You may be familiar with the ocean sunfish after it gained notoriety when a Facebook rant decrying its very existence went viral in 2017.
In the infamous Facebook post, published by a Scout Burns, the world’s largest bony fish is described as the “biggest joke on Earth” and a “complete failure of evolution”. Pretty damning stuff, but it’s easy to see why.
The ocean sunfish, or Mola Mola, is a strange sight to behold and many of its features make people question how it’s survived the cruelty of natural selection. With some creatures weighing in at more than two tonnes and measuring more than three metres between fins, the species really is the Big Friendly Giant of the sea.
What makes it particularly intriguing is that it exists without many of the features many other fish need in order to survive. The ocean sunfish has no tail fin – instead, its body looks like it’s abruptly cut off, with a makeshift rudder it uses to direct itself through water.
It also lacks a swim bladder needed to control buoyancy, which is likely what's behind its unconventional and ungraceful swimming habits. To be fair, however, sharks and tuna get on fine without one too, though the ocean sunfish would never exist in the same category as them.
The giant ocean sunfish starts from humble beginnings
New research from the Australian Museum and Auckland War Memorial Museum has identified that these mammoths of the sea, or "giant floating dinner plates" as Burns cruelly described them in 2017, actually start out as tiny larvae.
That fact had never been confirmed before as the larvae share no features with their bigger, bonier elders. DNA was extracted from an extremely rare larval specimen, about five millimetres in length, and compared to sequences available of different adult ocean sunfish around the world. It matched with an adult Bump-head Sunfish found in Australian waters.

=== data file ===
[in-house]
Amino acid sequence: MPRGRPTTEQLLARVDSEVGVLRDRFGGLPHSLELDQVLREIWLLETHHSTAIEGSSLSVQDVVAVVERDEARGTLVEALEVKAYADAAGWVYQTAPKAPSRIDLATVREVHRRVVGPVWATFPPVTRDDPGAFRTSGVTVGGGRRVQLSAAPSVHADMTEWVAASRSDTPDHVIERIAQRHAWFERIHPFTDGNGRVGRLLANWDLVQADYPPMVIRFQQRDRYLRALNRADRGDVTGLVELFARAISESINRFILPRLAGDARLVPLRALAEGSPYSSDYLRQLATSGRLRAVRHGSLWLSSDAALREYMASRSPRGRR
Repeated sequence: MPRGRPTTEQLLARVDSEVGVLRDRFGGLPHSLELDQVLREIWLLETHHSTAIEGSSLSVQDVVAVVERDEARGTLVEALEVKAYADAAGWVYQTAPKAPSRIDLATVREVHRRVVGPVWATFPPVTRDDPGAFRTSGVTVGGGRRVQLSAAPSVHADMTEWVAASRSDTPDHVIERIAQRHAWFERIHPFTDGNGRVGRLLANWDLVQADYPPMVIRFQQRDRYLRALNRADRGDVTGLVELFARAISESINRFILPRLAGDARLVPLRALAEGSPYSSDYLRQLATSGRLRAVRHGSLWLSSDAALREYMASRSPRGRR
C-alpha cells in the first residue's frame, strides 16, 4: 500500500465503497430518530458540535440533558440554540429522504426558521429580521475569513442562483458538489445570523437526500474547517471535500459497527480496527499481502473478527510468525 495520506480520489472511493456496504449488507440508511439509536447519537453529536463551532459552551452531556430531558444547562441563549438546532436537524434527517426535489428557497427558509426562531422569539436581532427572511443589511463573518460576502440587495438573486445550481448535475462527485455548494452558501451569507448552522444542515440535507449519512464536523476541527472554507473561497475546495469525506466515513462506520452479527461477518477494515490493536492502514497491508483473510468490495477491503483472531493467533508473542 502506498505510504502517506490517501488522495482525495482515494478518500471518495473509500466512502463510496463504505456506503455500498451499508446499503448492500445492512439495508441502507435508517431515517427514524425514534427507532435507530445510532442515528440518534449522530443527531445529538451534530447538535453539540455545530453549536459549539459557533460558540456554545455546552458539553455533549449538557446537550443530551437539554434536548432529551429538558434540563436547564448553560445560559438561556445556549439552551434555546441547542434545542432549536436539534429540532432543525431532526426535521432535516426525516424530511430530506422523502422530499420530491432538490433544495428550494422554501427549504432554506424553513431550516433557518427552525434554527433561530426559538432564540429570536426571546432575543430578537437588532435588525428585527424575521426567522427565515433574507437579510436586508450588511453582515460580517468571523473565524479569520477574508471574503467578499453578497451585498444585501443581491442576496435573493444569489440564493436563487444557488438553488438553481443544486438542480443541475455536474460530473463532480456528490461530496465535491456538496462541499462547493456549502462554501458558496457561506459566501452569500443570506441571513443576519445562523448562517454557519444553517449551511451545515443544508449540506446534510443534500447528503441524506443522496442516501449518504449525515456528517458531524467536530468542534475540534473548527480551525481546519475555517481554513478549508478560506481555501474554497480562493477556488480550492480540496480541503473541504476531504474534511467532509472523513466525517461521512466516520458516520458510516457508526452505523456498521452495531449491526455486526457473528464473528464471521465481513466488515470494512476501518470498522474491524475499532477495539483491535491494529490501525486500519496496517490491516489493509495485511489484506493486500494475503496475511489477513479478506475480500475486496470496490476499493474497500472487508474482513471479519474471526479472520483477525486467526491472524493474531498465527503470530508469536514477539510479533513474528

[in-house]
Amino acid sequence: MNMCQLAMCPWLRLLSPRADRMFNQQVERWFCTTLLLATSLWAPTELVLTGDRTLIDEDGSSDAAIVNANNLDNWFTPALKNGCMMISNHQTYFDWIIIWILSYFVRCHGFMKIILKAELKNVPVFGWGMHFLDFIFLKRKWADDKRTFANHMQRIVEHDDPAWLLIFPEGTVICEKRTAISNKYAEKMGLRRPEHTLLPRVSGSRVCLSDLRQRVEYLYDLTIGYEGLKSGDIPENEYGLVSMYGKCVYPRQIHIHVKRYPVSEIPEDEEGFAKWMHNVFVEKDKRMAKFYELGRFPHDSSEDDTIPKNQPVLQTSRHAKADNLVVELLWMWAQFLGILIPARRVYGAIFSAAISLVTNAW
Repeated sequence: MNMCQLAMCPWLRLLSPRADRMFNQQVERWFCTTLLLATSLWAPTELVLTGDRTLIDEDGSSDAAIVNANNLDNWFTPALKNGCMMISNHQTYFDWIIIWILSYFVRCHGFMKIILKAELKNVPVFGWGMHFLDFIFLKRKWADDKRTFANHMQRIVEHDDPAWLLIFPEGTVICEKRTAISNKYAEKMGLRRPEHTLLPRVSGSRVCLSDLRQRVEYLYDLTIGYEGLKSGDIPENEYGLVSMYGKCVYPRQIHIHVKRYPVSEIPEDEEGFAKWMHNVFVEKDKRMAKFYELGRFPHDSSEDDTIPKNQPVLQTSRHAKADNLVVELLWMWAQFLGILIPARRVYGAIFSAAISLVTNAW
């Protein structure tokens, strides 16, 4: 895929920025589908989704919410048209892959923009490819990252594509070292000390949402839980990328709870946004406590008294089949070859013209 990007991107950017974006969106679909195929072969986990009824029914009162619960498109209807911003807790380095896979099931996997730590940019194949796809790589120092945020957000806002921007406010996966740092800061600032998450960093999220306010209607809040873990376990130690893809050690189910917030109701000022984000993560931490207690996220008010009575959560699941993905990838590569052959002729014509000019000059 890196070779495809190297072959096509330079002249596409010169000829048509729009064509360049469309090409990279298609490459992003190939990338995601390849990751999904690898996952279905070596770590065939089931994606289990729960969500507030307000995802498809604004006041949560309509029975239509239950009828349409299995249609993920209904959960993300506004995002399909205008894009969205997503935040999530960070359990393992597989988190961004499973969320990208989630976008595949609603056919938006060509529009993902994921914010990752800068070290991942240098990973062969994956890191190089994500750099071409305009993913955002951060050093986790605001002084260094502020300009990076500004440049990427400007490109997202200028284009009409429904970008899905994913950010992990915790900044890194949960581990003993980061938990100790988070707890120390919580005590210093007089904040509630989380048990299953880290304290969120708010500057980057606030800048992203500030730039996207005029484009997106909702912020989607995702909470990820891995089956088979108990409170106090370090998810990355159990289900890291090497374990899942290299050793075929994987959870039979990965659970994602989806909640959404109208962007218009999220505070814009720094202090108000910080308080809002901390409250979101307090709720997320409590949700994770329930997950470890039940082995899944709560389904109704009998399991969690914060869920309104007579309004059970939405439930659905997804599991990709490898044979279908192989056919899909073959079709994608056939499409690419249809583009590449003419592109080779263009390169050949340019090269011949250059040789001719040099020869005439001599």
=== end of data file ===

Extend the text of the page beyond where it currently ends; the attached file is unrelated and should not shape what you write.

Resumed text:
Despite being observed in waters all around the world, including in Australia, little was known about the sunfish or its life cycle before the creature achieved its 'iconic monstrosity' status, fueled by viral posts and videos.
"These beautiful giants of the sea are found worldwide in the open ocean of tropical and temperate seas," Kerryn Parkinson, an Australian Museum fish expert that worked on the discovery, said in a media release.
"The classification of the species from the genus Mola has long been confused, despite the large amount of interest these fishes create. This is mainly due to their rare occurrence to scientists, and difficulties in preserving them for research."
The findings give experts a greater insight into how the ocean sunfish reproduces, given it does an incredible job at that too. Females of these awkward marvels can release up to 300 million eggs, so they're certainly busy keeping the family tree well and truly alive.
"Given sunfish are so incredibly fecund, it is an enigma why their eggs have never been found in the wild, and why sunfish larvae are so few and far between — where are they?" Dr Marianne Nyegaard, a sunfish expert from Auckland War Museum, said.
"A genetic ID of one of these larvae is incredibly important but only one step on the long journey towards describing the early ontogeny of all three Mola species — an endeavour which will require global collaboration.
"If we want to protect these marine giants we need to understand their whole life history and that includes knowing what the larvae look like and where they occur."
Maybe then we'll finally understand one of the Darwin Theory's biggest anomalies.